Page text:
I still recall the arrogance of the UN’s peacekeepers when they arrived in Angola as part of UNAVEM. The “peace” they brought with them led to that country’s return to conflict.
They miraculously achieved the same in Sierra Leone. They arrived after EO had virtually destroyed the rebels. They replaced EO’s 250 men with more than 17 000 men and then watched the country slide back into chaos. At a cost of more than US$ 600 million a year (2001), they applauded their “success” as the most successful UN mission ever. Never mind that the rebels were able to re-arm and butcher, eat, rape, torture and destroy whatever was in their path – the UN saw their mission in that country (UNAMSIL) as a great success.
Then of course, there was their brave and heroic stand in Rwanda where they spent approx another US$ 600 million within 6 months – and then fled the genocide with their tails between their legs. That was their idea of peacekeeping.
Some time ago (2008), I said to a UN general that their lies, deception and bluster will one day be exposed for what it is. I also stated that when success is measured by the amount of money spent and the amount of civilian casualties caused, then something is very seriously wrong.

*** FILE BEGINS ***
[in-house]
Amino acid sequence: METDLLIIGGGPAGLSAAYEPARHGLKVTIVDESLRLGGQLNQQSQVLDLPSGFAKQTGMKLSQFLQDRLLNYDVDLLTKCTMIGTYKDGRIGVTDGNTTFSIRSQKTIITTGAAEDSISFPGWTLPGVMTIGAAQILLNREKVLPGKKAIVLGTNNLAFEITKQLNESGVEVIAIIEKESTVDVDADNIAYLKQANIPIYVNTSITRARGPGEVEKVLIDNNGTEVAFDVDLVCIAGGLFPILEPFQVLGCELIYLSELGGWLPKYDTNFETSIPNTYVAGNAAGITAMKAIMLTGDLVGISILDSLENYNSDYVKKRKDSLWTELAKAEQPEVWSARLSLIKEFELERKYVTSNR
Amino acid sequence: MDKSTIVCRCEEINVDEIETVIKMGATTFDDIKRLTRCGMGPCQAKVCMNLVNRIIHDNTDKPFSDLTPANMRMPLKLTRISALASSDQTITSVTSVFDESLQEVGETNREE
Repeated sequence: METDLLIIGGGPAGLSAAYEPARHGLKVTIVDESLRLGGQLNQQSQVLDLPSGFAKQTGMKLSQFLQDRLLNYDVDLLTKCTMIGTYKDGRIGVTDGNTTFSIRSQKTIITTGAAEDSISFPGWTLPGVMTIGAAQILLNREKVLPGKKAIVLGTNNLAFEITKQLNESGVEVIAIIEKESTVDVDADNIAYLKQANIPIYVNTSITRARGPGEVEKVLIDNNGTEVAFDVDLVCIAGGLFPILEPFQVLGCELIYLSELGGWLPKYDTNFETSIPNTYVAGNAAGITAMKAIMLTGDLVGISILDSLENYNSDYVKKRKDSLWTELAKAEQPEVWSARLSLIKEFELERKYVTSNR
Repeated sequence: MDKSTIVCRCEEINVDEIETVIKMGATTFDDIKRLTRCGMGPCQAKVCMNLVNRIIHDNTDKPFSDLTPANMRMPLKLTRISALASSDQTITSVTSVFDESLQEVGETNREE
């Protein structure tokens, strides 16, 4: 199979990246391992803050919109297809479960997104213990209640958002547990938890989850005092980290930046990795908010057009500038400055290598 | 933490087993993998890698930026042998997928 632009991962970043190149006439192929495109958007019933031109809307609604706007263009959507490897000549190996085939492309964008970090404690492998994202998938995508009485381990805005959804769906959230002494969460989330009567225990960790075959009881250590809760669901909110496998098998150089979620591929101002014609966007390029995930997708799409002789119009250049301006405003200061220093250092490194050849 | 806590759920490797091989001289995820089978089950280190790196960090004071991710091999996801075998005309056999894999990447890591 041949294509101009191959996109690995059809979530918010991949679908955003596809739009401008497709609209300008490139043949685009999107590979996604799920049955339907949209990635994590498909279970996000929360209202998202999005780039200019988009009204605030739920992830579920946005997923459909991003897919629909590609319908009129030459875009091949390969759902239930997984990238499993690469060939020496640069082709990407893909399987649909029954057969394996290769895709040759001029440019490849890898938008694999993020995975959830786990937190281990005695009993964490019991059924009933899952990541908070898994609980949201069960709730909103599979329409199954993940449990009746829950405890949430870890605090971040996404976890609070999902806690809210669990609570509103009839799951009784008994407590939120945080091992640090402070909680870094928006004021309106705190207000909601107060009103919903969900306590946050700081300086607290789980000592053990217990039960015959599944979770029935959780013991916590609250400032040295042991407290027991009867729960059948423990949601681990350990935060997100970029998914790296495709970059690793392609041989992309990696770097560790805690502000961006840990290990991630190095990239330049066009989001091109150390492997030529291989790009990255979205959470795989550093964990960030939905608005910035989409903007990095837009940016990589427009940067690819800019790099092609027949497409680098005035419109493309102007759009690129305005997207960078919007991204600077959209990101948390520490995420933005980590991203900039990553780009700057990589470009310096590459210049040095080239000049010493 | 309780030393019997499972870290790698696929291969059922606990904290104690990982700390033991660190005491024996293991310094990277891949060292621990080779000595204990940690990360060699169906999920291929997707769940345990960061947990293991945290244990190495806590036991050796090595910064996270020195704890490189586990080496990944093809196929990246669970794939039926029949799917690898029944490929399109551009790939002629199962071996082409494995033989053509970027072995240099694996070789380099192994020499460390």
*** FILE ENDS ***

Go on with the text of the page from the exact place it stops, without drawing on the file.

Whereas the DRC must rank alongside the greatest “military” blunders ever undertaken by the UN, someone has finally had the courage to speak out. But, it has taken so long to admit their ineptitude. In the process, hundreds of thousands of people have died and been made homeless. (See http://www.mg.co.za/article/2008-12-18-un-official-casts-doubt-on-drc-peacekeepers)
The great tragedy is that their presence in eastern DRC has only made the problem worse for the civilians in that area. Their departure will now only make it worse. That is a tragedy the UN should be held responsible for. The millions of casualties in that conflict should be on their conscience.
Will they be held accountable? Most unlikely.
Will they be shut down? Never.
Will they contract a reputable PMC to resolve the mess they have caused? Definitely not! They will rather flee and watch the entire region implode and then explode. Perhaps they will also hail this mess as another of their successes.
In the meantime, they may now set their sights on creating an environment where piracy off the East African coast can really flourish.